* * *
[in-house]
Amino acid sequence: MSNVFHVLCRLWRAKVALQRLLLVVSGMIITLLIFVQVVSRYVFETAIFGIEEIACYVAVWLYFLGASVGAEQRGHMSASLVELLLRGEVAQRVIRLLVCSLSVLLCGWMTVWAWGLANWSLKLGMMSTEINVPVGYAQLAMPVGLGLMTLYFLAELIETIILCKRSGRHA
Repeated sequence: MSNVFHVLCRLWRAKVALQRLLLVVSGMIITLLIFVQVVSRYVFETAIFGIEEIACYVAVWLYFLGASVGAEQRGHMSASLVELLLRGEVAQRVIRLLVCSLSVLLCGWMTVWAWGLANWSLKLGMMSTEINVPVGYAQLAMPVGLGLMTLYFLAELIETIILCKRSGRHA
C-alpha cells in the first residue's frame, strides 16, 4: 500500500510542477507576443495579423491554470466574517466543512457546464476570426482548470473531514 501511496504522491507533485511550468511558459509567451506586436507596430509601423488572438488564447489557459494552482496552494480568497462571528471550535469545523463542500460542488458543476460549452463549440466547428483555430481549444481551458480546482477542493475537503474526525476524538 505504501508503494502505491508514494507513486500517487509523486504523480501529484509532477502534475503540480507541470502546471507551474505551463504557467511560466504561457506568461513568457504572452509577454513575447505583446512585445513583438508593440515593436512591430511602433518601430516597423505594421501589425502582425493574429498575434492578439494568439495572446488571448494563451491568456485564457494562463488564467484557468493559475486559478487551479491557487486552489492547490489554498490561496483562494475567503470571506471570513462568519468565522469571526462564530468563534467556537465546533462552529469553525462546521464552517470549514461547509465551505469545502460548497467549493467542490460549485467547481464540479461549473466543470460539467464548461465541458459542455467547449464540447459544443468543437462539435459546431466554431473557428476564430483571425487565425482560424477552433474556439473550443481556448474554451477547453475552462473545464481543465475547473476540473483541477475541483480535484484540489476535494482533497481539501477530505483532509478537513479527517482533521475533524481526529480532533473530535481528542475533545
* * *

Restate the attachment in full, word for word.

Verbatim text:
[in-house]
Amino acid sequence: MSNVFHVLCRLWRAKVALQRLLLVVSGMIITLLIFVQVVSRYVFETAIFGIEEIACYVAVWLYFLGASVGAEQRGHMSASLVELLLRGEVAQRVIRLLVCSLSVLLCGWMTVWAWGLANWSLKLGMMSTEINVPVGYAQLAMPVGLGLMTLYFLAELIETIILCKRSGRHA
Repeated sequence: MSNVFHVLCRLWRAKVALQRLLLVVSGMIITLLIFVQVVSRYVFETAIFGIEEIACYVAVWLYFLGASVGAEQRGHMSASLVELLLRGEVAQRVIRLLVCSLSVLLCGWMTVWAWGLANWSLKLGMMSTEINVPVGYAQLAMPVGLGLMTLYFLAELIETIILCKRSGRHA
C-alpha cells in the first residue's frame, strides 16, 4: 500500500510542477507576443495579423491554470466574517466543512457546464476570426482548470473531514 501511496504522491507533485511550468511558459509567451506586436507596430509601423488572438488564447489557459494552482496552494480568497462571528471550535469545523463542500460542488458543476460549452463549440466547428483555430481549444481551458480546482477542493475537503474526525476524538 505504501508503494502505491508514494507513486500517487509523486504523480501529484509532477502534475503540480507541470502546471507551474505551463504557467511560466504561457506568461513568457504572452509577454513575447505583446512585445513583438508593440515593436512591430511602433518601430516597423505594421501589425502582425493574429498575434492578439494568439495572446488571448494563451491568456485564457494562463488564467484557468493559475486559478487551479491557487486552489492547490489554498490561496483562494475567503470571506471570513462568519468565522469571526462564530468563534467556537465546533462552529469553525462546521464552517470549514461547509465551505469545502460548497467549493467542490460549485467547481464540479461549473466543470460539467464548461465541458459542455467547449464540447459544443468543437462539435459546431466554431473557428476564430483571425487565425482560424477552433474556439473550443481556448474554451477547453475552462473545464481543465475547473476540473483541477475541483480535484484540489476535494482533497481539501477530505483532509478537513479527517482533521475533524481526529480532533473530535481528542475533545